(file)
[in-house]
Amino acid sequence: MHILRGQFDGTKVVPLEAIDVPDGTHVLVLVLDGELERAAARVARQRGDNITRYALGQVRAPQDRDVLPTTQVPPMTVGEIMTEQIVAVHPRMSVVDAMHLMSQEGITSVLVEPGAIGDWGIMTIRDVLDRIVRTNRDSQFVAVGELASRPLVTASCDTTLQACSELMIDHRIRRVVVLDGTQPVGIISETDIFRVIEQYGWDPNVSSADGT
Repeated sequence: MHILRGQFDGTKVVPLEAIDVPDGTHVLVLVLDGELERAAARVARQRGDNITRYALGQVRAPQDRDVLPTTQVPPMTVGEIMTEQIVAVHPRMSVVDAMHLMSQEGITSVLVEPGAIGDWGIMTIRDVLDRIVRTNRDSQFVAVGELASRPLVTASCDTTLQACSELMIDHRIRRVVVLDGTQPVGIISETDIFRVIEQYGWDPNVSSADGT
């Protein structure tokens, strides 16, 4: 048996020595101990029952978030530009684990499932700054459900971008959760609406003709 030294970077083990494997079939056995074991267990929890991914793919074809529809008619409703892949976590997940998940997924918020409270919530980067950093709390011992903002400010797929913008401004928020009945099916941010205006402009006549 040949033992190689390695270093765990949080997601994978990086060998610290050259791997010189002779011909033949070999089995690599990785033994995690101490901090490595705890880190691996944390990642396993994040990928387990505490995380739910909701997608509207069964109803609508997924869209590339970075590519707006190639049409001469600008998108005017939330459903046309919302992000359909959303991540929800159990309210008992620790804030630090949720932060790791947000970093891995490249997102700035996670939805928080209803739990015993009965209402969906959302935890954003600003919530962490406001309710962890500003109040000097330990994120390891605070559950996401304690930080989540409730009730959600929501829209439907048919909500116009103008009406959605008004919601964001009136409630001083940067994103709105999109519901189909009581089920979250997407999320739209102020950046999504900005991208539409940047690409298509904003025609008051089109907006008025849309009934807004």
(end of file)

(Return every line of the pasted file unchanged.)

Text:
[in-house]
Amino acid sequence: MHILRGQFDGTKVVPLEAIDVPDGTHVLVLVLDGELERAAARVARQRGDNITRYALGQVRAPQDRDVLPTTQVPPMTVGEIMTEQIVAVHPRMSVVDAMHLMSQEGITSVLVEPGAIGDWGIMTIRDVLDRIVRTNRDSQFVAVGELASRPLVTASCDTTLQACSELMIDHRIRRVVVLDGTQPVGIISETDIFRVIEQYGWDPNVSSADGT
Repeated sequence: MHILRGQFDGTKVVPLEAIDVPDGTHVLVLVLDGELERAAARVARQRGDNITRYALGQVRAPQDRDVLPTTQVPPMTVGEIMTEQIVAVHPRMSVVDAMHLMSQEGITSVLVEPGAIGDWGIMTIRDVLDRIVRTNRDSQFVAVGELASRPLVTASCDTTLQACSELMIDHRIRRVVVLDGTQPVGIISETDIFRVIEQYGWDPNVSSADGT
């Protein structure tokens, strides 16, 4: 048996020595101990029952978030530009684990499932700054459900971008959760609406003709 030294970077083990494997079939056995074991267990929890991914793919074809529809008619409703892949976590997940998940997924918020409270919530980067950093709390011992903002400010797929913008401004928020009945099916941010205006402009006549 040949033992190689390695270093765990949080997601994978990086060998610290050259791997010189002779011909033949070999089995690599990785033994995690101490901090490595705890880190691996944390990642396993994040990928387990505490995380739910909701997608509207069964109803609508997924869209590339970075590519707006190639049409001469600008998108005017939330459903046309919302992000359909959303991540929800159990309210008992620790804030630090949720932060790791947000970093891995490249997102700035996670939805928080209803739990015993009965209402969906959302935890954003600003919530962490406001309710962890500003109040000097330990994120390891605070559950996401304690930080989540409730009730959600929501829209439907048919909500116009103008009406959605008004919601964001009136409630001083940067994103709105999109519901189909009581089920979250997407999320739209102020950046999504900005991208539409940047690409298509904003025609008051089109907006008025849309009934807004």